No matter how tough it is being a blue-star parent, there are families out there displaying a star of a different color, Seitz continued.  When you see the star of gold, you will know that that their loved one will never be coming home.  They have made the ultimate sacrifice. 

Seitz urged the audience to keep our soldiers, sailors, marines, airmen, and coastguardsmen in their thoughts and prayers, reminding them that the sacrifices they make and the jobs they do daily ensure the freedoms we enjoy.  The American war hero “does not fight because he hates what’s in front of him, Seitz movingly concluded, “but because he loves what’s behind him”.

Joining the ceremony for the first time, Dr. Libby O’Connell, chief historian for the History Channel, presented a revealing look at a little-known side of the history of Long Island during World War II. 

In January 1942, O’Connell explained, residents began seeing evidence of Hitler’s assault on the United States.  Just off the shore of Long Island, German U-Boats were firing on vessels travelling into the shipping lanes of New York Harbor; and along with the wreckage washing up on the south shore of Long Island were the scorched bodies of our sailors.  Most people don’t know how close we were to an actual military front, O’Connell commented.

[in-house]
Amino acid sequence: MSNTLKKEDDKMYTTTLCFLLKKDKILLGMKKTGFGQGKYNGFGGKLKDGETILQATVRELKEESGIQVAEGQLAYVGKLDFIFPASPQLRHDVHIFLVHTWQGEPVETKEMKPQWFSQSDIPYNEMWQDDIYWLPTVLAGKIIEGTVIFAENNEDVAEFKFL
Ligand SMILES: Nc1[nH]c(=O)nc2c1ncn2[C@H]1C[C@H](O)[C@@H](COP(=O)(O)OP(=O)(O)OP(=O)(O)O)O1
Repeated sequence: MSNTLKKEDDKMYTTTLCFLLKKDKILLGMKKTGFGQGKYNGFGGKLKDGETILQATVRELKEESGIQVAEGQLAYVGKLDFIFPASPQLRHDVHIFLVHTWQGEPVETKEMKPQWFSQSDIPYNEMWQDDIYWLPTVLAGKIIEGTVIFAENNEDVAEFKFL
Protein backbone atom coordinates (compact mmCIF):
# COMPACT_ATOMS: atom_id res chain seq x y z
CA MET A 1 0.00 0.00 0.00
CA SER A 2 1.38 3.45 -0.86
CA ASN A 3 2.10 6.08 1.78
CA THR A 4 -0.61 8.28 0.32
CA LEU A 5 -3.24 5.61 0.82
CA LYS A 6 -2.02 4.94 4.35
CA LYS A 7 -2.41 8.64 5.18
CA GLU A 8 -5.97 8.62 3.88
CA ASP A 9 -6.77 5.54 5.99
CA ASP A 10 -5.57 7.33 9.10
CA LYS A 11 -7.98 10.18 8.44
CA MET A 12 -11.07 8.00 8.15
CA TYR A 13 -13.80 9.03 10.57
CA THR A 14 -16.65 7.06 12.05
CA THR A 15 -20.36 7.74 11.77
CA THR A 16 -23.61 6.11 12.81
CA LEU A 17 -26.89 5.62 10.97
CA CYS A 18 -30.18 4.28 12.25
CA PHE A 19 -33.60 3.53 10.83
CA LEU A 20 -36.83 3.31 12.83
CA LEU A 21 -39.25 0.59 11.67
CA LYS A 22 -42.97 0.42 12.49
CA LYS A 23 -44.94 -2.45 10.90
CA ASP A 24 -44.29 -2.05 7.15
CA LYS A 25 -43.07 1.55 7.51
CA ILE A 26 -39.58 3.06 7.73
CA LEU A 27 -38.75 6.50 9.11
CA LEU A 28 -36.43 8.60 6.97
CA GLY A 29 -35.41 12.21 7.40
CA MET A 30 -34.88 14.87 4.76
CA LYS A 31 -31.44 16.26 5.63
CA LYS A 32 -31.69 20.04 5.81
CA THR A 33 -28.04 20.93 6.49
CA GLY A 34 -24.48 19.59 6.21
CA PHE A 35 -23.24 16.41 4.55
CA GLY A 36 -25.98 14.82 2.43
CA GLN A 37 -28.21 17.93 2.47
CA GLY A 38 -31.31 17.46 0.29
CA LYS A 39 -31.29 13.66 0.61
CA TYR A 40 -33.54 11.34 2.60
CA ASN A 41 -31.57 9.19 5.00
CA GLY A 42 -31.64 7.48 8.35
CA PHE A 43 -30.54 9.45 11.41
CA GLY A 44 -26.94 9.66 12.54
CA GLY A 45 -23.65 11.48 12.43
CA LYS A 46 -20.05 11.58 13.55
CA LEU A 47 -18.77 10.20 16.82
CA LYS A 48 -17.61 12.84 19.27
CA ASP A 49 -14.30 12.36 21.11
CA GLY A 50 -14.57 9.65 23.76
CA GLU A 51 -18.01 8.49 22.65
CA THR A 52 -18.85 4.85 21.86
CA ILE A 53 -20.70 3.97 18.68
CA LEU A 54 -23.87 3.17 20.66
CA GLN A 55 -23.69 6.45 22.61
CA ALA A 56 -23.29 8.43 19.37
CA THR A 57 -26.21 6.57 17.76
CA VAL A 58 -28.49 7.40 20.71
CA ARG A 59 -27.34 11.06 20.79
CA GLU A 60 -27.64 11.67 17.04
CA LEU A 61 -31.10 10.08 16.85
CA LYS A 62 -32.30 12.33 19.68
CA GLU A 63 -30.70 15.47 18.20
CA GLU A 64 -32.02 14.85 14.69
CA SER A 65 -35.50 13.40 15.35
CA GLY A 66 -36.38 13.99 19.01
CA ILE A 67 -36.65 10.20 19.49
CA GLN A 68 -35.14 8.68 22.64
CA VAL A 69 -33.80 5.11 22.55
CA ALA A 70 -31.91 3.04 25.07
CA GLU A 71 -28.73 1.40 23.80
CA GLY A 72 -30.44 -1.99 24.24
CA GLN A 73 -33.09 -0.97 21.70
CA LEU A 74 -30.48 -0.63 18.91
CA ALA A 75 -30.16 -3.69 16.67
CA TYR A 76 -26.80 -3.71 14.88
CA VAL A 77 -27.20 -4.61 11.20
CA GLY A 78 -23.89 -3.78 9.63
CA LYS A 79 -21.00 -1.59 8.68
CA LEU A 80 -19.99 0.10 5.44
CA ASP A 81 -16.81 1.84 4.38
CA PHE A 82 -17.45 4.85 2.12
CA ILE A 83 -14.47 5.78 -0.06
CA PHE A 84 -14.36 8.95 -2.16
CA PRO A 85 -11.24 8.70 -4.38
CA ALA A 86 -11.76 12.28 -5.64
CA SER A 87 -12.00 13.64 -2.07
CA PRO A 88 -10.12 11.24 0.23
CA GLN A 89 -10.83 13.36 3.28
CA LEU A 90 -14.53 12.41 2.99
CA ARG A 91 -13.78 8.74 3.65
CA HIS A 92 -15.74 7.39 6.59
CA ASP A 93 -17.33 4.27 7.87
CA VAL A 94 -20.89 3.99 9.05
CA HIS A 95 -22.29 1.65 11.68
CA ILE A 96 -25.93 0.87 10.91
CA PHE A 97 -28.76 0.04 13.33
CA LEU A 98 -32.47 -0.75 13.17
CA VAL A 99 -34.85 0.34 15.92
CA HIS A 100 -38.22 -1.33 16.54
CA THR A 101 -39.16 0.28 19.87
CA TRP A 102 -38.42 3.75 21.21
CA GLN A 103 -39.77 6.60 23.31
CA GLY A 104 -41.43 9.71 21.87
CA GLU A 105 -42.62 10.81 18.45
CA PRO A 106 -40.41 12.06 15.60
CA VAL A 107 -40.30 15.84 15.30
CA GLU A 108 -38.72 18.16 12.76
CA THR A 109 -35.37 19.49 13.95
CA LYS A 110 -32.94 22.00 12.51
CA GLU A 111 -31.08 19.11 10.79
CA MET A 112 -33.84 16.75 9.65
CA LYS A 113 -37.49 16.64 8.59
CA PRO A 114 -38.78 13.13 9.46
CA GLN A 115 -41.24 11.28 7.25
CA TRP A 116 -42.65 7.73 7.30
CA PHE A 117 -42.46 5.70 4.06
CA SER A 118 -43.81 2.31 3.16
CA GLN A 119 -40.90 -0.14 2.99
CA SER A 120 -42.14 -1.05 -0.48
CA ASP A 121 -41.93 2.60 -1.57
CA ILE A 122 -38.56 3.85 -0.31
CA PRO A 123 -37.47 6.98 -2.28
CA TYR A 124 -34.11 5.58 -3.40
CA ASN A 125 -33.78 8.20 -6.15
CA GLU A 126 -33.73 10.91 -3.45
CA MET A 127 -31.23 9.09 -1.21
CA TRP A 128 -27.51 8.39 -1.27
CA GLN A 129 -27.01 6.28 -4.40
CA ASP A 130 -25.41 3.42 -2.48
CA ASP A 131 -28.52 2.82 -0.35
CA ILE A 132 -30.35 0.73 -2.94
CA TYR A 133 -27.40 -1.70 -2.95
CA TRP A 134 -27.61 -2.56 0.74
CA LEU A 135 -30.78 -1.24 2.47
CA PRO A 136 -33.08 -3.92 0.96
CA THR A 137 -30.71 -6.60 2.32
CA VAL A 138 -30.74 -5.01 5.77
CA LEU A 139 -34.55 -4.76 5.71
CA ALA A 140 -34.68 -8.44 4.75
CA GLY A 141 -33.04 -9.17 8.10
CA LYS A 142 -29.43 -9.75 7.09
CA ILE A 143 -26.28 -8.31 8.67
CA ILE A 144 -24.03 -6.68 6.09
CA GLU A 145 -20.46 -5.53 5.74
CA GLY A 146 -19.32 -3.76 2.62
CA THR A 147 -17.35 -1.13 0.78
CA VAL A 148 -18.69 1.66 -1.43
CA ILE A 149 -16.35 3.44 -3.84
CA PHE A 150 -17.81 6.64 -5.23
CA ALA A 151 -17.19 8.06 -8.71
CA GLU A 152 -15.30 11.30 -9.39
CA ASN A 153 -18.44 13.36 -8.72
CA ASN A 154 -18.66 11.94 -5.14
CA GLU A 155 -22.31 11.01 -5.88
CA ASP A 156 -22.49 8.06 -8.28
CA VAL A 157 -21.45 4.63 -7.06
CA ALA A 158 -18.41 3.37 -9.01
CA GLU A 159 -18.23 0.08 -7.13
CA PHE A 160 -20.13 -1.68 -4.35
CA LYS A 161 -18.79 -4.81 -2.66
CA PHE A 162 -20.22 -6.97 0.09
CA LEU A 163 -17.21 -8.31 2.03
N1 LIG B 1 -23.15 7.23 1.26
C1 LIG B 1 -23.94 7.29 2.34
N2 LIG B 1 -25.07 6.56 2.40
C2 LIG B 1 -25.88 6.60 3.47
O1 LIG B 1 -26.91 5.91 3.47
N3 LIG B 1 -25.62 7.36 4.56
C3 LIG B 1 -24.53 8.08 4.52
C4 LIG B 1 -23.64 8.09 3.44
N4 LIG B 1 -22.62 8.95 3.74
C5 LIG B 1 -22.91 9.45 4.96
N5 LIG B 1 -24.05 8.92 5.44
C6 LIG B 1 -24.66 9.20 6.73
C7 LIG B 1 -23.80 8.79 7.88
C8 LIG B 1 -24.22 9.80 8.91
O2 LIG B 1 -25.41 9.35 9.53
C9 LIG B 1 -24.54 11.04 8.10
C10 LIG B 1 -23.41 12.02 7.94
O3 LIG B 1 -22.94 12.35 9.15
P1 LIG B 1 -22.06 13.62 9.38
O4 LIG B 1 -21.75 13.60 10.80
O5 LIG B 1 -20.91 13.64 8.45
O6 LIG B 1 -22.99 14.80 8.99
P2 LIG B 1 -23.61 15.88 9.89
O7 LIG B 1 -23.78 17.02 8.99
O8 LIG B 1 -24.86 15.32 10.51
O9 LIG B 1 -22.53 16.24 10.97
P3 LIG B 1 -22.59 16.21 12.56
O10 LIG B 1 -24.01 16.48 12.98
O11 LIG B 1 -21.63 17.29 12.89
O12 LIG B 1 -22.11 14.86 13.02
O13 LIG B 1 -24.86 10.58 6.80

But Long Islanders were beginning to prepare, O’Connell continued.  In Long Beach concrete was being poured for lookout towers, and in Freeport a bank building was designated as an air raid observation post.  Mitchel Field became a key military center, and the Robert Moses Parkway became an important commuter artery for defense companies.  Racial and religious prejudices, along with many restrictions, were falling apart in the face of total war as defense companies began hiring African Americans, women, and Jews for the first time. 

O’Connell concluded by commenting that Pearl Harbor was a huge tactical victory that ended in strategic and searing defeat and reminded the audience of their responsibility to keep the story alive by continuing to faithfully recount it along with the changes that took place on Long Island during World War II.